Deadly Virus spreading to all our Trees
A DEADLY disease which has been wiping out Britain's Oaks is now feared to be spreading to other species of Trees.
Thousands of acres of Woodland have been felled in an attempt to halt the airborne plague, Phytophthora Ramorum, or Sudden Oak Death.
The virulent disease had been confined to shrubs such as rhododendron in Britain. But it has now been killing large numbers of Japanese larch in the south west and appears to be spreading to new species, said Dr Joan Webber, principal pathologist and head of tree health at the Forestry and Climate Change Centre.
'It is starting to take its toll in many different environments,' she told leading gardeners, conservationists and countryside managers at Bicton Arena, near Budleigh Salterton, Devon. 'In summer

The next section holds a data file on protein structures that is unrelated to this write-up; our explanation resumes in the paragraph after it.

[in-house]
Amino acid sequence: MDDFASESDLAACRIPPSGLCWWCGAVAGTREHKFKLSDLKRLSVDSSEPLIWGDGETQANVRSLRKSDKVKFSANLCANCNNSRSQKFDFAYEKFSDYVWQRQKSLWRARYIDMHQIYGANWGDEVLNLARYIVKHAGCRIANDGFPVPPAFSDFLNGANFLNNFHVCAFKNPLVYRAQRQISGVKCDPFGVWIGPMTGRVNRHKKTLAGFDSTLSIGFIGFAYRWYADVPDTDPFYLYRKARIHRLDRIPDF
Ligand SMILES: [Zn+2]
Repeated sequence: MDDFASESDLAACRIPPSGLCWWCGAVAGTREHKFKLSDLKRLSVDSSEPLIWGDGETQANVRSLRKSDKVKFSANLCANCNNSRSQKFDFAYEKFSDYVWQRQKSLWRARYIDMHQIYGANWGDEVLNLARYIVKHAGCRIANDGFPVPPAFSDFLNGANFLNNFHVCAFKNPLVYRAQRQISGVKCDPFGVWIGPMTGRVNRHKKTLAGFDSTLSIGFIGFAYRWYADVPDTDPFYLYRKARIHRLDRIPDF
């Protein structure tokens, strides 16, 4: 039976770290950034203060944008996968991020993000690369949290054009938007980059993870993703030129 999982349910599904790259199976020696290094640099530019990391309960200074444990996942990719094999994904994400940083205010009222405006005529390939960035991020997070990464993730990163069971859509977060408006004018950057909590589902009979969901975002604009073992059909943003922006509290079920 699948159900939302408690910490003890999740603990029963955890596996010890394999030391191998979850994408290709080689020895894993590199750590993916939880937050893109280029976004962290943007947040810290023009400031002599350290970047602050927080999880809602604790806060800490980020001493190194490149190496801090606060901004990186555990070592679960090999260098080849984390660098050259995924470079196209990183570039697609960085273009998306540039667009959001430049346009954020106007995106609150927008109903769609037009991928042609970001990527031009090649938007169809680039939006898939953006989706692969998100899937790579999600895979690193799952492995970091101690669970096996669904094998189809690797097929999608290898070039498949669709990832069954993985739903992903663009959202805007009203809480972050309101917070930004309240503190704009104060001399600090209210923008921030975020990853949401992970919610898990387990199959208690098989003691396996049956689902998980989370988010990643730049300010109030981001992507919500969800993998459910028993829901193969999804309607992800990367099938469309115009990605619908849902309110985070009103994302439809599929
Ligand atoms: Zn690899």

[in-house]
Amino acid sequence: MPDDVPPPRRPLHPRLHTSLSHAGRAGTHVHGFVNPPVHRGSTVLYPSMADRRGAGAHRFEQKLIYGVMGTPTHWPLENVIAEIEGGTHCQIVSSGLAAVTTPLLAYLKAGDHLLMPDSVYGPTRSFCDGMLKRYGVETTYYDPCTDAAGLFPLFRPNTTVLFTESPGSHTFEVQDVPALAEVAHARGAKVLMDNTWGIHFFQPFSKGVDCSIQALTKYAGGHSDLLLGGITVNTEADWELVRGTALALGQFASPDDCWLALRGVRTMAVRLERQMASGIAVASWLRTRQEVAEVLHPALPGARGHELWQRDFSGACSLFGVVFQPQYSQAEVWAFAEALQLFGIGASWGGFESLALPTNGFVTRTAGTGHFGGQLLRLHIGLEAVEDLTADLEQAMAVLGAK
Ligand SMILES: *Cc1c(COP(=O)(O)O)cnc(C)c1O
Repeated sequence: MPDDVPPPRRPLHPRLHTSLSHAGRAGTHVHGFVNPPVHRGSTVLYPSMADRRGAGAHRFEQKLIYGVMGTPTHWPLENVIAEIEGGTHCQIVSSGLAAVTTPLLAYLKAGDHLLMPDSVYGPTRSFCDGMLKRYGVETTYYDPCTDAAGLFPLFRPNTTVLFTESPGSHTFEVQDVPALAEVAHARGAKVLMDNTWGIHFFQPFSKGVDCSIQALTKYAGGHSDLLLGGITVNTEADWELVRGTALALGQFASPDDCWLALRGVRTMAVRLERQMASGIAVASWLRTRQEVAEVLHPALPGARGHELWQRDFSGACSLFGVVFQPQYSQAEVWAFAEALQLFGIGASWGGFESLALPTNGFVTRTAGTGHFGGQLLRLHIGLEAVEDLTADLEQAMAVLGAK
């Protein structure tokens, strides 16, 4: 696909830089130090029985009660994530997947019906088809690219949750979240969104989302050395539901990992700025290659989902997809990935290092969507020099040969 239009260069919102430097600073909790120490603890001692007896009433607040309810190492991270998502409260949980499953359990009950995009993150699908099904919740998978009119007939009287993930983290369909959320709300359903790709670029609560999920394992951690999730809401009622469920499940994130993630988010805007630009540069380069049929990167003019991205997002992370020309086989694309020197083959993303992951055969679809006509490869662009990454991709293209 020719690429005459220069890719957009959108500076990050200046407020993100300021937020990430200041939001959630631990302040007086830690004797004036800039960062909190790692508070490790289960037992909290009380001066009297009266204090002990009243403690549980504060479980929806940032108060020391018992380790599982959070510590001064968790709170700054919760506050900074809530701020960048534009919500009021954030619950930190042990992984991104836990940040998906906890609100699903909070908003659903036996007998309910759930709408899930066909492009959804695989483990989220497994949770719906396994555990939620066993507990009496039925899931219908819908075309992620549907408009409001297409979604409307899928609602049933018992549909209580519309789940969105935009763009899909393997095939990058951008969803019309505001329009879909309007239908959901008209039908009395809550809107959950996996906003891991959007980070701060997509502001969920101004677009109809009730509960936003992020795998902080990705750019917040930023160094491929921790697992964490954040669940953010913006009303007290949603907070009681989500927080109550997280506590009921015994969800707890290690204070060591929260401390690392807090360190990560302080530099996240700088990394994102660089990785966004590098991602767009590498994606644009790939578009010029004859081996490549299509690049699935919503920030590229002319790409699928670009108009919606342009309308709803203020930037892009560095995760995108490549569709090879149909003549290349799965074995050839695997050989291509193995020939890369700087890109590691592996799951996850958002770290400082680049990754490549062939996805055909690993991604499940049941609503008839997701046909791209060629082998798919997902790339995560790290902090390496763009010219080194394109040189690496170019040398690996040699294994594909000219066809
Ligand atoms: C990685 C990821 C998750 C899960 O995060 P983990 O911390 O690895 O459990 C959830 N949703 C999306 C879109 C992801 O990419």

2009, we started to get extensive reports of death in larch trees across the west country and an aerial survey of sites was a little bit horrifying - it is quite a pathogen and has considerable powers to resist.'
Dr Webber attributes the spread to a surge in free trade and the movement of plants around the world.
'We were confused because rhododendron shrubs were supposed to pass it on but we found trees nowhere near the shrubs becoming infected, and other trees close by them,' she said.
Britain contains 133,950ha (331,000 acres) of larch woodland and the disease has so far claimed about 2million trees, according to research.
By Hayden Smith